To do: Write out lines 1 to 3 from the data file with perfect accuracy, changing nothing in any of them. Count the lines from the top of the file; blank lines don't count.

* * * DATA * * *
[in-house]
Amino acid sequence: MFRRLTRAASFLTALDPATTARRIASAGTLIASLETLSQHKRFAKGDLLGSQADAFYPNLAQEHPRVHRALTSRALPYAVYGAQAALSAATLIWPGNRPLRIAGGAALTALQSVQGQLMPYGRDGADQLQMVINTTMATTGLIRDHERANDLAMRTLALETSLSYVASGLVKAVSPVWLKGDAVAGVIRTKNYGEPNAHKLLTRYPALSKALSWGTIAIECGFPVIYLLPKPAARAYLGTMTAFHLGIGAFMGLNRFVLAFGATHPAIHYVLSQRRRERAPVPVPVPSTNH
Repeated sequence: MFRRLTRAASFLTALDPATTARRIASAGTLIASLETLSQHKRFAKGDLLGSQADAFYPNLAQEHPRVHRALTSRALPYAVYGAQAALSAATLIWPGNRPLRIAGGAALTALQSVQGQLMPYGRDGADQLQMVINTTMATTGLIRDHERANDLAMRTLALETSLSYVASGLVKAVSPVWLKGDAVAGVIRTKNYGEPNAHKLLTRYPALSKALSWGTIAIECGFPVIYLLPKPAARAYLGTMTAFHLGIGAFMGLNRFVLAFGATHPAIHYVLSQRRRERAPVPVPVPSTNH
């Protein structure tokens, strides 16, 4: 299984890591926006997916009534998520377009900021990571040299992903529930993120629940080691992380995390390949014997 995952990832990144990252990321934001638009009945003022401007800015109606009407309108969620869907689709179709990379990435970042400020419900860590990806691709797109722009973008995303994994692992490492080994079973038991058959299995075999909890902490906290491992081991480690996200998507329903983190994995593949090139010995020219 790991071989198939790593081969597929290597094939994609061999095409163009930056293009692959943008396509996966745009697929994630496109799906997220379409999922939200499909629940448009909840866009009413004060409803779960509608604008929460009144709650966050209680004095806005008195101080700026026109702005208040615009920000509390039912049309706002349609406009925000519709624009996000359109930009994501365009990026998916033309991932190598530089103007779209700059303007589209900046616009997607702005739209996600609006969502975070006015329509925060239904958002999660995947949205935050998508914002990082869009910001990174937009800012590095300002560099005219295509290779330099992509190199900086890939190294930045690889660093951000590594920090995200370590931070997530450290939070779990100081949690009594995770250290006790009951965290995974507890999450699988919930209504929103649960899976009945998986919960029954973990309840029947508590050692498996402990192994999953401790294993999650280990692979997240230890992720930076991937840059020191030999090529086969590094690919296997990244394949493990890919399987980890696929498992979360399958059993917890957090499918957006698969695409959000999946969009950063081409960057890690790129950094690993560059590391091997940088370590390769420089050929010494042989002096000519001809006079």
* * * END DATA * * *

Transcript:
[in-house]
Amino acid sequence: MFRRLTRAASFLTALDPATTARRIASAGTLIASLETLSQHKRFAKGDLLGSQADAFYPNLAQEHPRVHRALTSRALPYAVYGAQAALSAATLIWPGNRPLRIAGGAALTALQSVQGQLMPYGRDGADQLQMVINTTMATTGLIRDHERANDLAMRTLALETSLSYVASGLVKAVSPVWLKGDAVAGVIRTKNYGEPNAHKLLTRYPALSKALSWGTIAIECGFPVIYLLPKPAARAYLGTMTAFHLGIGAFMGLNRFVLAFGATHPAIHYVLSQRRRERAPVPVPVPSTNH
Repeated sequence: MFRRLTRAASFLTALDPATTARRIASAGTLIASLETLSQHKRFAKGDLLGSQADAFYPNLAQEHPRVHRALTSRALPYAVYGAQAALSAATLIWPGNRPLRIAGGAALTALQSVQGQLMPYGRDGADQLQMVINTTMATTGLIRDHERANDLAMRTLALETSLSYVASGLVKAVSPVWLKGDAVAGVIRTKNYGEPNAHKLLTRYPALSKALSWGTIAIECGFPVIYLLPKPAARAYLGTMTAFHLGIGAFMGLNRFVLAFGATHPAIHYVLSQRRRERAPVPVPVPSTNH